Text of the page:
Monday, July 22, 2019

The Ins And Outs Of Disc Golf Clubs Part 4 - What Now?


As with many things in life, the process of taking an idea and turning it into a reality within the disc golf world can take a long time. From the first inkling of inspiration to actually formalizing your plans, it takes a dedicated effort to make a difference in the sport, whether it’s starting a league, installing a new course, or creating a disc golf club.

In this blog series, we’re tackling the last option on that list and reviewing what’s needed to create and run a disc golf club step by step. If you’re just now joining us, head back to our first three blogs to learn how to formalize your group, understand the importance of a solid set of board members, and more. Today, we’re all about getting to the heart and soul of your club - how do you actually utilize this structure to accomplish your goals?

Taking Care Of Business

Running a disc golf club sounds like it’s all fun and games, but there are actual decisions to make on a regular basis. Most clubs have a very set schedule for their meetings and work up agendas to make sure they cover the various aspects of what they’re trying to accomplish. While you don’t have to devote enough time to your meetings to make it feel like a second job, there is an element of professionalism that should permeate each gathering.

Chris Eads, who offered some valuable information in Part 3 of this series, explained how his club tends to operate:

“Our meetings mostly consisted of turning in mini money and discussing upcoming tournaments and the needs of those events. We currently run 7 events a year and we maintain 10 courses that we use for these events and weekly minis.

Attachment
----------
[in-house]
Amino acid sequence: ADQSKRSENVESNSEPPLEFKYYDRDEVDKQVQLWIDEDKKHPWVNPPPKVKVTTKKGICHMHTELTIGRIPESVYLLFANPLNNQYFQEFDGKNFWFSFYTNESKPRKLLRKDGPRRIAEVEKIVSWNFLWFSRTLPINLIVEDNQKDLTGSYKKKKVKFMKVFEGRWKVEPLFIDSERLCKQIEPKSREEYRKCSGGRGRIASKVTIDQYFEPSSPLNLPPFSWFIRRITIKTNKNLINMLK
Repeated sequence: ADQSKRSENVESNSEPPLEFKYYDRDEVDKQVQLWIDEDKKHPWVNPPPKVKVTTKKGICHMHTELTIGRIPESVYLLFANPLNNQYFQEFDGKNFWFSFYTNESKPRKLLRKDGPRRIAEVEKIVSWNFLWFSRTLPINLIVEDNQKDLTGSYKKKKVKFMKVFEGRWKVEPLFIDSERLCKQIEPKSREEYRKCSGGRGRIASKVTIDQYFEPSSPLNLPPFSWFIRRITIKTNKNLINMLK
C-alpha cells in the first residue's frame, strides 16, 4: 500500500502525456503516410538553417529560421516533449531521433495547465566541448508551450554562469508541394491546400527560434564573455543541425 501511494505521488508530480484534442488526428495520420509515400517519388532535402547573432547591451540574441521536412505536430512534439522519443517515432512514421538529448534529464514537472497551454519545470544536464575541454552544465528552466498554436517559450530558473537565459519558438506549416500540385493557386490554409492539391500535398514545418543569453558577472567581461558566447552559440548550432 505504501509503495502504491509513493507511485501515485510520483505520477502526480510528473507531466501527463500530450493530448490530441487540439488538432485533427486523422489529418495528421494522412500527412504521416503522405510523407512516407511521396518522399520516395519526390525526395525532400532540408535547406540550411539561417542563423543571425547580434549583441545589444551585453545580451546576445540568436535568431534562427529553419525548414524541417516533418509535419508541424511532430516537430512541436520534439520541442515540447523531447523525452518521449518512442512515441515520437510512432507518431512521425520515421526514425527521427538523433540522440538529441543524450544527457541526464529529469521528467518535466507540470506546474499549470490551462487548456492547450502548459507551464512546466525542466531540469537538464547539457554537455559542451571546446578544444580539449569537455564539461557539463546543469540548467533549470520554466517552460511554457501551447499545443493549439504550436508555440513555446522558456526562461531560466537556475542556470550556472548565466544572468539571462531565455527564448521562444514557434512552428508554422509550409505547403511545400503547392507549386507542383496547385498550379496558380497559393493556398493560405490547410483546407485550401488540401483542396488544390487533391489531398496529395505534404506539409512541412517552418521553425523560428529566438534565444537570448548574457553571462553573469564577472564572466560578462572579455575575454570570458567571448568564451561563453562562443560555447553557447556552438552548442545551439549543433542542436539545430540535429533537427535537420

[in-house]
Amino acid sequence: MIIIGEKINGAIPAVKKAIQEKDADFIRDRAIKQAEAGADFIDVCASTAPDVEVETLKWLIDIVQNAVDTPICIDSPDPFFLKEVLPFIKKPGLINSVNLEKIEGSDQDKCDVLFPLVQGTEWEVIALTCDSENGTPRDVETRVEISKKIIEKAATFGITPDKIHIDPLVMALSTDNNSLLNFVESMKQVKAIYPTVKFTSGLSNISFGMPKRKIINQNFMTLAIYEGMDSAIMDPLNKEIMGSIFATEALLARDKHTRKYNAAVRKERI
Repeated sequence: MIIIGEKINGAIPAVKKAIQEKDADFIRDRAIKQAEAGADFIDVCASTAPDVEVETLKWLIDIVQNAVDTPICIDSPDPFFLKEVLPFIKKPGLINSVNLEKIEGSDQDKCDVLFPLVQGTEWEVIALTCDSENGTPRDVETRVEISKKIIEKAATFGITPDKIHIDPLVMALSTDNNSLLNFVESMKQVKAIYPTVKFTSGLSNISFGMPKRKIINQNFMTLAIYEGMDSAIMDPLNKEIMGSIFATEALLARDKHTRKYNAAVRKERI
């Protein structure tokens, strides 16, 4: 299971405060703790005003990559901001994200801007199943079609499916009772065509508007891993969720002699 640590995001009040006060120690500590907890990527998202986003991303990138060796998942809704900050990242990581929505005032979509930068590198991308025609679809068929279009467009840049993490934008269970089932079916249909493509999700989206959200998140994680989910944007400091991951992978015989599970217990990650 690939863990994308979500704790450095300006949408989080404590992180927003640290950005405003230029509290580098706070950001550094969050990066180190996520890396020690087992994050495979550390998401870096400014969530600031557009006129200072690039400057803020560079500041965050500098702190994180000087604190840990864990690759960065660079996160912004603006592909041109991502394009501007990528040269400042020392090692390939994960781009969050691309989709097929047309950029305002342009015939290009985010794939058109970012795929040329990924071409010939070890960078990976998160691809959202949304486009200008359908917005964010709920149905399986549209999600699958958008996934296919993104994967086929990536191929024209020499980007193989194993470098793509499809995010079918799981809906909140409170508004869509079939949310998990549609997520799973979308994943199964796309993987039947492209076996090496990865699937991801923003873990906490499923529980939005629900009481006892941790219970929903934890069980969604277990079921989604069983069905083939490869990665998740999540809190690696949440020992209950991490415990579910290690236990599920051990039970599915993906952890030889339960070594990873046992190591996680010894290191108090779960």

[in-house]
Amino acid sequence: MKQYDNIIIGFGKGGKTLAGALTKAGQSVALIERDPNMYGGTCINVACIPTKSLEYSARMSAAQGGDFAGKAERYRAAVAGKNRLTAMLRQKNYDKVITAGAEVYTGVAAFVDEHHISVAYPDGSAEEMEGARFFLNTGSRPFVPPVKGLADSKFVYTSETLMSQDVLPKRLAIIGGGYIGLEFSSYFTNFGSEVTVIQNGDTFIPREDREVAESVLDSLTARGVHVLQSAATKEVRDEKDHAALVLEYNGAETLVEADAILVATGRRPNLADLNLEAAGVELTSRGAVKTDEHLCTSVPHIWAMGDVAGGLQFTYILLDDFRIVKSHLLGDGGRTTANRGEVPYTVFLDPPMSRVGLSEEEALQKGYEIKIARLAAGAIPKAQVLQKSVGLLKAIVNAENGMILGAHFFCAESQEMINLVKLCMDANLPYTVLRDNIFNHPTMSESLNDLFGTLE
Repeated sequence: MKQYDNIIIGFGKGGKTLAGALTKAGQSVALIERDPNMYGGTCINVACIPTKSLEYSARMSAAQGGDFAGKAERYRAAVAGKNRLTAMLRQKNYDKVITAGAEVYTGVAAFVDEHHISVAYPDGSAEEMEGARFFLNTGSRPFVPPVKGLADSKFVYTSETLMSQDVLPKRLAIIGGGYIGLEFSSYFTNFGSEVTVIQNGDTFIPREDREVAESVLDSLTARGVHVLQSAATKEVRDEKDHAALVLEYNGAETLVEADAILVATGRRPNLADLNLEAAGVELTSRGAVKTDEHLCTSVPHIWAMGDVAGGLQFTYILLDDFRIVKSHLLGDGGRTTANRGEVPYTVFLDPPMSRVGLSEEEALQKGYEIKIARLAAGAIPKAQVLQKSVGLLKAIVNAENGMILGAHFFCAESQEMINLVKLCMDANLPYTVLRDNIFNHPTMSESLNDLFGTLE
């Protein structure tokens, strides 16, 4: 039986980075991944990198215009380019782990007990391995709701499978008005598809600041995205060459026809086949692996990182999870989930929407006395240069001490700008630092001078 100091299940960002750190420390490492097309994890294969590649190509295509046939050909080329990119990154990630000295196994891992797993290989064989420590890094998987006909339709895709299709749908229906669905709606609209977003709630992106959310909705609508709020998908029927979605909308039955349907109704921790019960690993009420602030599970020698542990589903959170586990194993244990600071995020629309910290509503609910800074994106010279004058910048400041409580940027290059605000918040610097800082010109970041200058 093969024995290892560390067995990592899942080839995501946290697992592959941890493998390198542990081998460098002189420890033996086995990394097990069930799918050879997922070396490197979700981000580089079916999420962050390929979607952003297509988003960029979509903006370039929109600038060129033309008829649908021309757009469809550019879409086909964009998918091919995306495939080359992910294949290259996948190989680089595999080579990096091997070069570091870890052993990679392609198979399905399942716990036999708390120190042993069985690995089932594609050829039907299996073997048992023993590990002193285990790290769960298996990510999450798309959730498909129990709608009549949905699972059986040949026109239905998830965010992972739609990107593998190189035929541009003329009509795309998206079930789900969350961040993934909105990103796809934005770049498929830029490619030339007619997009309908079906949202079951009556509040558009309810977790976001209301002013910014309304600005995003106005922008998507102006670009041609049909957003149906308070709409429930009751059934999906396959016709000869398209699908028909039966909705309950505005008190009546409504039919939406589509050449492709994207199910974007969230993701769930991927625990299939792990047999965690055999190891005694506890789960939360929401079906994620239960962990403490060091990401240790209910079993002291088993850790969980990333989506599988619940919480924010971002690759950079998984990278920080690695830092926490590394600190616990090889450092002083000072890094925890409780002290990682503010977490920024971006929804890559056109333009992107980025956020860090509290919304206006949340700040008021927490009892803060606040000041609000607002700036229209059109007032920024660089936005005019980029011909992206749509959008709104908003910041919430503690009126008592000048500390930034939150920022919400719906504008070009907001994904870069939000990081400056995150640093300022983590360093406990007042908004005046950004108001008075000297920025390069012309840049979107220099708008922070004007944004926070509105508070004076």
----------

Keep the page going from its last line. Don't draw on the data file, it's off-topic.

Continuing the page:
We use the public library as our meeting place because it is free and is pretty centralized for all parties that wish to attend. When running a meeting it is always important to stay focused on the tasks at hand. We have someone who creates minutes for us so that we can look back on previously discussed topics and also future topics that need to be addressed.”

Innovation And Growth

Not only are disc golf club meetings great for maintaining your club’s current happenings, but they also create the ideal platform to introduce new ideas. Latitude 64 team member Luke Wessel is a part of the Apple Valley Disc Golf League in Apple Valley, MN. While we’ve learned that a club and a league are two very different things, he mentioned some interesting ideas that he implemented just after joining which could easily transfer over to a club setting: “I picked up where they left off but started doing things behind the scenes like digitizing records and helping to boost payouts and prizes.”

Disc golf clubs are one of the best ways to bring exciting ideas to the table to not only keep your members engaged but also to attract new people to the sport and help to grow your local community. Keep your eyes out for Part 5 of this series where we learn how clubs actually make money!
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